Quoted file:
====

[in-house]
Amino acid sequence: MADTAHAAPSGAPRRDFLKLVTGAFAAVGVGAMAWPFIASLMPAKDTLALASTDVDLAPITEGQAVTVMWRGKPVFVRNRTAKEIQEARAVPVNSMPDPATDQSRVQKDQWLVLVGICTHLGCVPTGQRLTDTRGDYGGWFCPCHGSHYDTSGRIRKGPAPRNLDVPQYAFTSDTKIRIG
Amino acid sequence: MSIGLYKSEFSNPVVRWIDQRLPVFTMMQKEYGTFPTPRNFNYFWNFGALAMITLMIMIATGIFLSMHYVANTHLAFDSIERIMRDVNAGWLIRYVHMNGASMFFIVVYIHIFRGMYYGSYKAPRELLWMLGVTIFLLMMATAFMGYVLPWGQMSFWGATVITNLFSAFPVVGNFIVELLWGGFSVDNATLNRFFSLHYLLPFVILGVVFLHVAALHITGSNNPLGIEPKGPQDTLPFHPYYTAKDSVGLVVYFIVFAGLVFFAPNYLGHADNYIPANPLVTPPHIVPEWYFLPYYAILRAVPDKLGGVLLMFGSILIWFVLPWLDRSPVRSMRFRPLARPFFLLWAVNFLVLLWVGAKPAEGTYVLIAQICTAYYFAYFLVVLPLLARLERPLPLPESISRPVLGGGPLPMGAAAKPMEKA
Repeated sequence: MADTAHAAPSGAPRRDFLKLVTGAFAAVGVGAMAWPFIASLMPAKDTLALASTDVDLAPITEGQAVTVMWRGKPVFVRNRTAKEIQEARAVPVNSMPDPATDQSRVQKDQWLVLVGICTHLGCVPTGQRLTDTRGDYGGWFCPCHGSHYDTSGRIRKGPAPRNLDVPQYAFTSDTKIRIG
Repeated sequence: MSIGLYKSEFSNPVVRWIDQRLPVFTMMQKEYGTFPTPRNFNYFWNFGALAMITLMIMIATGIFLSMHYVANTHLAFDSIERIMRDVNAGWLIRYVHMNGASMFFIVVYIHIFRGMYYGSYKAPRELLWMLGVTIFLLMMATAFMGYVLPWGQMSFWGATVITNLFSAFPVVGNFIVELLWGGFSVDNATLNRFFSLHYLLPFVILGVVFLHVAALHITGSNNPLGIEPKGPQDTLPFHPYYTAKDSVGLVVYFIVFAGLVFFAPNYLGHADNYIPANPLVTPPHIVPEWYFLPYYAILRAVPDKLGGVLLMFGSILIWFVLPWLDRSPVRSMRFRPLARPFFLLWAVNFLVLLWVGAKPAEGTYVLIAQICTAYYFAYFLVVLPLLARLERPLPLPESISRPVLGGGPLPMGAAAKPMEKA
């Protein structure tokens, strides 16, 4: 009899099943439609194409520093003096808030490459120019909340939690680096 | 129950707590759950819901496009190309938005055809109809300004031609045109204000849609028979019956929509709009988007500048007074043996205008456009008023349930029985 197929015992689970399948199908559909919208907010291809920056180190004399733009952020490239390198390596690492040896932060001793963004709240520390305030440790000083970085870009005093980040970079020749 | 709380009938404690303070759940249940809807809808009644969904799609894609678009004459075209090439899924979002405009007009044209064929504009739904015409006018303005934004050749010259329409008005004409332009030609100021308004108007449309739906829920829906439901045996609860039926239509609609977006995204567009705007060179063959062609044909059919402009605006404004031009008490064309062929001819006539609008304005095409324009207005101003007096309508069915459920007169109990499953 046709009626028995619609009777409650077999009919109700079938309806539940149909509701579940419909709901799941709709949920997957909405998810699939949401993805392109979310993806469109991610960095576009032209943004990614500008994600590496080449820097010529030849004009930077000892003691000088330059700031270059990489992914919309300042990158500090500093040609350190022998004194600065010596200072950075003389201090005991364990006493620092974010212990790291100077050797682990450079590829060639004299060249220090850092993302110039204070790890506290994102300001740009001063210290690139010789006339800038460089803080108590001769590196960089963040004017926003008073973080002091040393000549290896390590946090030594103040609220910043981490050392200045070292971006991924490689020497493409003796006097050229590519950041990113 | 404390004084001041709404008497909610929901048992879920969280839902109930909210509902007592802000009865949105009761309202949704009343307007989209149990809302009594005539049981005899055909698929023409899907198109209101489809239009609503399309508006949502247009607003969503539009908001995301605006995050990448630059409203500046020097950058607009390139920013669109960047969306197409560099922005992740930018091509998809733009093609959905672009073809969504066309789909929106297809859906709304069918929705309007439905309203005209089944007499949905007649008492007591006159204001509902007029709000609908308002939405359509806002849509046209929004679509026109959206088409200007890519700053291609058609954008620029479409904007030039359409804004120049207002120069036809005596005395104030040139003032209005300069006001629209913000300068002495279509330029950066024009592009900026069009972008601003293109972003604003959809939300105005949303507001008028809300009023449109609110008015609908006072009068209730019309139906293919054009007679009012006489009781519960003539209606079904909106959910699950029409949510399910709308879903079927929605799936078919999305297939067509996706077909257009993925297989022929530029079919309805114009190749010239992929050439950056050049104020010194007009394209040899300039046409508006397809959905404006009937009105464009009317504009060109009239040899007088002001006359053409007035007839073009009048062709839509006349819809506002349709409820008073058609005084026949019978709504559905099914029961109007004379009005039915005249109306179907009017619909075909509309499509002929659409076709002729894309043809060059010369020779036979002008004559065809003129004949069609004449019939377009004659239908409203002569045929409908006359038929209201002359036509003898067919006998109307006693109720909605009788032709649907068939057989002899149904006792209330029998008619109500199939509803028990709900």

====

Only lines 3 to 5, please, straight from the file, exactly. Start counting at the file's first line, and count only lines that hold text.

Amino acid sequence: MSIGLYKSEFSNPVVRWIDQRLPVFTMMQKEYGTFPTPRNFNYFWNFGALAMITLMIMIATGIFLSMHYVANTHLAFDSIERIMRDVNAGWLIRYVHMNGASMFFIVVYIHIFRGMYYGSYKAPRELLWMLGVTIFLLMMATAFMGYVLPWGQMSFWGATVITNLFSAFPVVGNFIVELLWGGFSVDNATLNRFFSLHYLLPFVILGVVFLHVAALHITGSNNPLGIEPKGPQDTLPFHPYYTAKDSVGLVVYFIVFAGLVFFAPNYLGHADNYIPANPLVTPPHIVPEWYFLPYYAILRAVPDKLGGVLLMFGSILIWFVLPWLDRSPVRSMRFRPLARPFFLLWAVNFLVLLWVGAKPAEGTYVLIAQICTAYYFAYFLVVLPLLARLERPLPLPESISRPVLGGGPLPMGAAAKPMEKA
Repeated sequence: MADTAHAAPSGAPRRDFLKLVTGAFAAVGVGAMAWPFIASLMPAKDTLALASTDVDLAPITEGQAVTVMWRGKPVFVRNRTAKEIQEARAVPVNSMPDPATDQSRVQKDQWLVLVGICTHLGCVPTGQRLTDTRGDYGGWFCPCHGSHYDTSGRIRKGPAPRNLDVPQYAFTSDTKIRIG
Repeated sequence: MSIGLYKSEFSNPVVRWIDQRLPVFTMMQKEYGTFPTPRNFNYFWNFGALAMITLMIMIATGIFLSMHYVANTHLAFDSIERIMRDVNAGWLIRYVHMNGASMFFIVVYIHIFRGMYYGSYKAPRELLWMLGVTIFLLMMATAFMGYVLPWGQMSFWGATVITNLFSAFPVVGNFIVELLWGGFSVDNATLNRFFSLHYLLPFVILGVVFLHVAALHITGSNNPLGIEPKGPQDTLPFHPYYTAKDSVGLVVYFIVFAGLVFFAPNYLGHADNYIPANPLVTPPHIVPEWYFLPYYAILRAVPDKLGGVLLMFGSILIWFVLPWLDRSPVRSMRFRPLARPFFLLWAVNFLVLLWVGAKPAEGTYVLIAQICTAYYFAYFLVVLPLLARLERPLPLPESISRPVLGGGPLPMGAAAKPMEKA